Anxiety from Parents to Their Children

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Intergenerational Transmission of Externalizing Anxiety in Parents and the Association with that in
their Children between the age 10 to 18

Misho Hristov
University of Nicosia
Spring Semester 2010

In fulfillment of the requirements for PSY-495
Xenia Hadjicharalambous

Anxiety is an affective state that affects everyone. However, not enough is known about the relationship between parental anxiety and the transmission to that of child’s. The current study attempted to examine the intergenerational transmission of anxiety from parent to child in the Cypriot population and thus add some support of existing data. We tested hour two hypothesis whether parental anxiety, stress and depression act as predictors to the child’s Social Anxiety Disorder and whether the parental anxiety, stress and Generalized Anxiety Disorder symptoms act as predictors of the child’s Generalized Anxiety Disorders. Analysis was performed on high-risk sample of 13 adolescents between 10 and 18 years of age drawn from a student population in various schools in Cyprus. For every child participant, one of the parents also participate, making it a total of 26 participants. Specifically, it was found that neither of the variables that we chose predict anxiety disorders in children. The multiple regression we carried out did not show any significant results and therefore the two hypothesis we proposed were rejected. We discussed that a major reason for such findings was the extremely low participant rate and other number of limitations. Moreover we proposed various considerations that need to be taken for future researchers on the topic.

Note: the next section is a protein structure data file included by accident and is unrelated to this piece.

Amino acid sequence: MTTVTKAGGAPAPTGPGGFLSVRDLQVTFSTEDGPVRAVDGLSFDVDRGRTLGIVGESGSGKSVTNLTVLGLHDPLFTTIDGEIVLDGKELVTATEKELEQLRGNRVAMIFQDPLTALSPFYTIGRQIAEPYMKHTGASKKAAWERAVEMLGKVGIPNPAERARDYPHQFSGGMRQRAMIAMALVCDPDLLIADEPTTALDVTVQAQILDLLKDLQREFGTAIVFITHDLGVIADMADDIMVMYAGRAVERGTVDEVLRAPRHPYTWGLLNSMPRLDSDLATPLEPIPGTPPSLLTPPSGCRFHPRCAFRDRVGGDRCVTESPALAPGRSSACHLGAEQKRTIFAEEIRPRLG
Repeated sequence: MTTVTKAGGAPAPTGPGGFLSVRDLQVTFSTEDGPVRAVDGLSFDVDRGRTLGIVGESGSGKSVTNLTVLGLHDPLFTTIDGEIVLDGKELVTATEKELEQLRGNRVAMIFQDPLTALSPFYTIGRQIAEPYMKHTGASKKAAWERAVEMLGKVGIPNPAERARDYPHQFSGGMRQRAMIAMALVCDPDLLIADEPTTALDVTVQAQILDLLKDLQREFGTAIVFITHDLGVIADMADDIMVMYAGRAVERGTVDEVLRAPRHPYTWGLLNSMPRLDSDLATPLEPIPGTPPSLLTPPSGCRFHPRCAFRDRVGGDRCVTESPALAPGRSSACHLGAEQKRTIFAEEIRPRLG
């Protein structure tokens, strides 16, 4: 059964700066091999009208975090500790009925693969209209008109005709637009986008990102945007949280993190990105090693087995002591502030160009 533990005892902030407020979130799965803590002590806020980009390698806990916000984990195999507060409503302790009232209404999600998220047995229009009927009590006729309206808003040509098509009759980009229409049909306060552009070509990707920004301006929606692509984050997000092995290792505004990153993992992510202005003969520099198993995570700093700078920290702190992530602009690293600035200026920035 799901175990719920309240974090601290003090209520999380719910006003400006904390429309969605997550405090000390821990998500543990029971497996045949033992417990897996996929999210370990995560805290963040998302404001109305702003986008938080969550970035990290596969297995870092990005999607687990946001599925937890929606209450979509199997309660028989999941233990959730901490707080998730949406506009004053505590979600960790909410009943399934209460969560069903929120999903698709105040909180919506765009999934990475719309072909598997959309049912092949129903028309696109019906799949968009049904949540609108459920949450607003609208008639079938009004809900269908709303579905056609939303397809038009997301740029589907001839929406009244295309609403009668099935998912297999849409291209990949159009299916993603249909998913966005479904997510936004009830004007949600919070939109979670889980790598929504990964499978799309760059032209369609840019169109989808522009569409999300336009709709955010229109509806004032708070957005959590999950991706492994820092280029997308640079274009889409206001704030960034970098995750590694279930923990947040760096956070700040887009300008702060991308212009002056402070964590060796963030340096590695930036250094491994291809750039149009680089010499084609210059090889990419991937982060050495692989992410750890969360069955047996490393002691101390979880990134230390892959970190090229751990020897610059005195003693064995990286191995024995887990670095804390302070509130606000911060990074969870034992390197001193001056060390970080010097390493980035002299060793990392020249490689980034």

Anxiety is an affective quality that influences every one of us in everyday life. It is unique from other emotional states in that some anxiety is necessary for daily functioning, while too much is detrimental to functioning and to health. For example, most children feel some anxiety about tests. An adaptive amount of anxiety motivates them to study for the test, while too much can make them physically ill or not able to think clearly. Anxiety includes cognitive, behavioral, and emotional components that can be manifested in ways that are apparent or concealed, functional or dysfunctional, and enabling or debilitating (Albano, Chorpita, & Barlow, 1996). What constitutes the difference between healthy anxiety and maladaptive anxiety is relatively subjective and differs depending on the child and the situation (Lyman & Hembre-Kigin, 1994). The evidence that mental illness is replicated across generations of the same family have been not only plentiful, but also consistent (Downey & Coyne,1990;Goodman and Gotlib,1999). This support is relays on two types of research designs: cross-sectional studies where there is a comparison of rates of mental health problems among the offspring of mentally and non-mentally ill parents, and the other being longitudinal studies that track both parents and children over a period of time. The second study design seems to be more methodologically advanced mainly because the effect of children’s length of exposure to parental mental illness can be measured. The sequencing of the human genome has stimulated great interest in the familial aggregation of psychiatric disorders, including childhood anxiety disorders. During the past 25 years, more than 20 studies have reported an association between various forms of parental psychopathology and childhood anxiety. Since children’s mental health has been measured in terms of psychiatric disorder and behavior problems, the primary determinant for the choice of measurement is the age of the child. Furthermore, the standard psychiatric diagnostic systems are realistic for adolescent and young adults (Goodman &Gotlib,1999). Although both mothers and fathers have the potential to transmit mental health problems to their...
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